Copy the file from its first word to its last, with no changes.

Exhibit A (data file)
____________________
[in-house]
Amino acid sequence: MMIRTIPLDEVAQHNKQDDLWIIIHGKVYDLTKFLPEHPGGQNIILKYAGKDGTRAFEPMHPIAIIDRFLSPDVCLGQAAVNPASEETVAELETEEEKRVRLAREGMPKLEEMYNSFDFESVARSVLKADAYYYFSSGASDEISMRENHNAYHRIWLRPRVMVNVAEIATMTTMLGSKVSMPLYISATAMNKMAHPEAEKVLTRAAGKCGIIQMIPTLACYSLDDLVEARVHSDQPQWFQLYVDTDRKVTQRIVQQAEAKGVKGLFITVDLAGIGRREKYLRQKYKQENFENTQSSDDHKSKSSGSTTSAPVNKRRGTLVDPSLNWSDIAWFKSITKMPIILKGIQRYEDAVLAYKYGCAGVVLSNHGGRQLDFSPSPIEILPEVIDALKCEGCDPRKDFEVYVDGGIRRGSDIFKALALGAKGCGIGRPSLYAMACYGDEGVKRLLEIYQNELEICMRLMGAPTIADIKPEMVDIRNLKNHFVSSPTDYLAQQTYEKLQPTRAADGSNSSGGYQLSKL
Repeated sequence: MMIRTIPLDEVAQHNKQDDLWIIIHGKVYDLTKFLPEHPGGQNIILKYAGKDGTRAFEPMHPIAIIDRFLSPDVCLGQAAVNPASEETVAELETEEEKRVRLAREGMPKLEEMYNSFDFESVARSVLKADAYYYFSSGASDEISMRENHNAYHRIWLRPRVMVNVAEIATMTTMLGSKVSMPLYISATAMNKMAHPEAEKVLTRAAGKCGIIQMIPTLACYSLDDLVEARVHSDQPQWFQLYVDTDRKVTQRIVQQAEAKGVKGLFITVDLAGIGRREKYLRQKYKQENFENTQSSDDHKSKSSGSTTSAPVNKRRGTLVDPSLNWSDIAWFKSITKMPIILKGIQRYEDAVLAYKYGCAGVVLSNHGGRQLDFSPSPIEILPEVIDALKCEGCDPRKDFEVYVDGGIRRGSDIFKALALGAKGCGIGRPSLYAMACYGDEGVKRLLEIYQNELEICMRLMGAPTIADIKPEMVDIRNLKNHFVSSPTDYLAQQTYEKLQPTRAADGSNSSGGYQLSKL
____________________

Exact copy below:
[in-house]
Amino acid sequence: MMIRTIPLDEVAQHNKQDDLWIIIHGKVYDLTKFLPEHPGGQNIILKYAGKDGTRAFEPMHPIAIIDRFLSPDVCLGQAAVNPASEETVAELETEEEKRVRLAREGMPKLEEMYNSFDFESVARSVLKADAYYYFSSGASDEISMRENHNAYHRIWLRPRVMVNVAEIATMTTMLGSKVSMPLYISATAMNKMAHPEAEKVLTRAAGKCGIIQMIPTLACYSLDDLVEARVHSDQPQWFQLYVDTDRKVTQRIVQQAEAKGVKGLFITVDLAGIGRREKYLRQKYKQENFENTQSSDDHKSKSSGSTTSAPVNKRRGTLVDPSLNWSDIAWFKSITKMPIILKGIQRYEDAVLAYKYGCAGVVLSNHGGRQLDFSPSPIEILPEVIDALKCEGCDPRKDFEVYVDGGIRRGSDIFKALALGAKGCGIGRPSLYAMACYGDEGVKRLLEIYQNELEICMRLMGAPTIADIKPEMVDIRNLKNHFVSSPTDYLAQQTYEKLQPTRAADGSNSSGGYQLSKL
Repeated sequence: MMIRTIPLDEVAQHNKQDDLWIIIHGKVYDLTKFLPEHPGGQNIILKYAGKDGTRAFEPMHPIAIIDRFLSPDVCLGQAAVNPASEETVAELETEEEKRVRLAREGMPKLEEMYNSFDFESVARSVLKADAYYYFSSGASDEISMRENHNAYHRIWLRPRVMVNVAEIATMTTMLGSKVSMPLYISATAMNKMAHPEAEKVLTRAAGKCGIIQMIPTLACYSLDDLVEARVHSDQPQWFQLYVDTDRKVTQRIVQQAEAKGVKGLFITVDLAGIGRREKYLRQKYKQENFENTQSSDDHKSKSSGSTTSAPVNKRRGTLVDPSLNWSDIAWFKSITKMPIILKGIQRYEDAVLAYKYGCAGVVLSNHGGRQLDFSPSPIEILPEVIDALKCEGCDPRKDFEVYVDGGIRRGSDIFKALALGAKGCGIGRPSLYAMACYGDEGVKRLLEIYQNELEICMRLMGAPTIADIKPEMVDIRNLKNHFVSSPTDYLAQQTYEKLQPTRAADGSNSSGGYQLSKL